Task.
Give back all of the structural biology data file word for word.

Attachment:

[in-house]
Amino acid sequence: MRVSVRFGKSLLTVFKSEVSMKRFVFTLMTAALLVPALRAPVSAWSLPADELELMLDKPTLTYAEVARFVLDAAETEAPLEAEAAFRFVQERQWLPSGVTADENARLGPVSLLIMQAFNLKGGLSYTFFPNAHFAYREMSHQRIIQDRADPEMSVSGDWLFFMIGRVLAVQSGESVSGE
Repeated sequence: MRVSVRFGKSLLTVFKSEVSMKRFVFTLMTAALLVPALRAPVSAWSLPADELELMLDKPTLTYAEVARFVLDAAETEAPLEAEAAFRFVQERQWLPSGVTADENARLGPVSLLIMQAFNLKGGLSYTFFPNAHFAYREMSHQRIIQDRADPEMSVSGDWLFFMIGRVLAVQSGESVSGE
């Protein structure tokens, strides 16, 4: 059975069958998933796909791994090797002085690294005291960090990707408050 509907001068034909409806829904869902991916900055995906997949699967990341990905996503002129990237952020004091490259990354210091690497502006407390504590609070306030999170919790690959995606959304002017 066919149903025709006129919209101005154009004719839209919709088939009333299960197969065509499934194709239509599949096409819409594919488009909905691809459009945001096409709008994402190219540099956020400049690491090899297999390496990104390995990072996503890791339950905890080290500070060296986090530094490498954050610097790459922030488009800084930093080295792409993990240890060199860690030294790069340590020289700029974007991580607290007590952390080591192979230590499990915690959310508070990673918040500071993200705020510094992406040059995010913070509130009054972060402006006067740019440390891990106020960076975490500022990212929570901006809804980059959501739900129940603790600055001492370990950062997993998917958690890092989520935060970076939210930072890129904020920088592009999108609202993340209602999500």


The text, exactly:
[in-house]
Amino acid sequence: MRVSVRFGKSLLTVFKSEVSMKRFVFTLMTAALLVPALRAPVSAWSLPADELELMLDKPTLTYAEVARFVLDAAETEAPLEAEAAFRFVQERQWLPSGVTADENARLGPVSLLIMQAFNLKGGLSYTFFPNAHFAYREMSHQRIIQDRADPEMSVSGDWLFFMIGRVLAVQSGESVSGE
Repeated sequence: MRVSVRFGKSLLTVFKSEVSMKRFVFTLMTAALLVPALRAPVSAWSLPADELELMLDKPTLTYAEVARFVLDAAETEAPLEAEAAFRFVQERQWLPSGVTADENARLGPVSLLIMQAFNLKGGLSYTFFPNAHFAYREMSHQRIIQDRADPEMSVSGDWLFFMIGRVLAVQSGESVSGE
């Protein structure tokens, strides 16, 4: 059975069958998933796909791994090797002085690294005291960090990707408050 509907001068034909409806829904869902991916900055995906997949699967990341990905996503002129990237952020004091490259990354210091690497502006407390504590609070306030999170919790690959995606959304002017 066919149903025709006129919209101005154009004719839209919709088939009333299960197969065509499934194709239509599949096409819409594919488009909905691809459009945001096409709008994402190219540099956020400049690491090899297999390496990104390995990072996503890791339950905890080290500070060296986090530094490498954050610097790459922030488009800084930093080295792409993990240890060199860690030294790069340590020289700029974007991580607290007590952390080591192979230590499990915690959310508070990673918040500071993200705020510094992406040059995010913070509130009054972060402006006067740019440390891990106020960076975490500022990212929570901006809804980059959501739900129940603790600055001492370990950062997993998917958690890092989520935060970076939210930072890129904020920088592009999108609202993340209602999500």